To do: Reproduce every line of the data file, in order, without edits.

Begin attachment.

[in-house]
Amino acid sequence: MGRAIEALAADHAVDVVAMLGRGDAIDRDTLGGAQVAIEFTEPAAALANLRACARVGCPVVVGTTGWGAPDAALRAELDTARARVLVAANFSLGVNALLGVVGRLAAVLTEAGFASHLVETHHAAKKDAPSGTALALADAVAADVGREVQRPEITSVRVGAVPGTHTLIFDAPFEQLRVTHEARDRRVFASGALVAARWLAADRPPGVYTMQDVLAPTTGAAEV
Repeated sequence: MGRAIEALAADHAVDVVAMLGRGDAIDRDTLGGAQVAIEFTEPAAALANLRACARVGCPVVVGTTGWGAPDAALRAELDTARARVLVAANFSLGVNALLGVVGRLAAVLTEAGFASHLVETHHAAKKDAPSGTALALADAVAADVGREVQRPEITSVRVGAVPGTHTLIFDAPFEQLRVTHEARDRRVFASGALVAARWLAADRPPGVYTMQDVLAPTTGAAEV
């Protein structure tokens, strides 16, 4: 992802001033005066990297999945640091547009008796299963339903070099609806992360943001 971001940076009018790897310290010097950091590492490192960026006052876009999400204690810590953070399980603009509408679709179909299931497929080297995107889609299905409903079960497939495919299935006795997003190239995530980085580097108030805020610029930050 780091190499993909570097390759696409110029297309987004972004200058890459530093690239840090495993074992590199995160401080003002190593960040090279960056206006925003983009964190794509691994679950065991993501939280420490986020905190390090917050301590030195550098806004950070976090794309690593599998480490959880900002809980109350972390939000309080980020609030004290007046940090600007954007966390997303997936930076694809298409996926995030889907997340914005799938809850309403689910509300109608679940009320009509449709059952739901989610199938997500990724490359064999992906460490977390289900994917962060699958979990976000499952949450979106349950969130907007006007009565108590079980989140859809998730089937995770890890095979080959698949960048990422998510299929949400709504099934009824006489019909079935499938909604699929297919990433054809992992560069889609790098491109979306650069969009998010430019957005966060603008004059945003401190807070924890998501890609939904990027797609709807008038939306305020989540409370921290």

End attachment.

[in-house]
Amino acid sequence: MGRAIEALAADHAVDVVAMLGRGDAIDRDTLGGAQVAIEFTEPAAALANLRACARVGCPVVVGTTGWGAPDAALRAELDTARARVLVAANFSLGVNALLGVVGRLAAVLTEAGFASHLVETHHAAKKDAPSGTALALADAVAADVGREVQRPEITSVRVGAVPGTHTLIFDAPFEQLRVTHEARDRRVFASGALVAARWLAADRPPGVYTMQDVLAPTTGAAEV
Repeated sequence: MGRAIEALAADHAVDVVAMLGRGDAIDRDTLGGAQVAIEFTEPAAALANLRACARVGCPVVVGTTGWGAPDAALRAELDTARARVLVAANFSLGVNALLGVVGRLAAVLTEAGFASHLVETHHAAKKDAPSGTALALADAVAADVGREVQRPEITSVRVGAVPGTHTLIFDAPFEQLRVTHEARDRRVFASGALVAARWLAADRPPGVYTMQDVLAPTTGAAEV
């Protein structure tokens, strides 16, 4: 992802001033005066990297999945640091547009008796299963339903070099609806992360943001 971001940076009018790897310290010097950091590492490192960026006052876009999400204690810590953070399980603009509408679709179909299931497929080297995107889609299905409903079960497939495919299935006795997003190239995530980085580097108030805020610029930050 780091190499993909570097390759696409110029297309987004972004200058890459530093690239840090495993074992590199995160401080003002190593960040090279960056206006925003983009964190794509691994679950065991993501939280420490986020905190390090917050301590030195550098806004950070976090794309690593599998480490959880900002809980109350972390939000309080980020609030004290007046940090600007954007966390997303997936930076694809298409996926995030889907997340914005799938809850309403689910509300109608679940009320009509449709059952739901989610199938997500990724490359064999992906460490977390289900994917962060699958979990976000499952949450979106349950969130907007006007009565108590079980989140859809998730089937995770890890095979080959698949960048990422998510299929949400709504099934009824006489019909079935499938909604699929297919990433054809992992560069889609790098491109979306650069969009998010430019957005966060603008004059945003401190807070924890998501890609939904990027797609709807008038939306305020989540409370921290």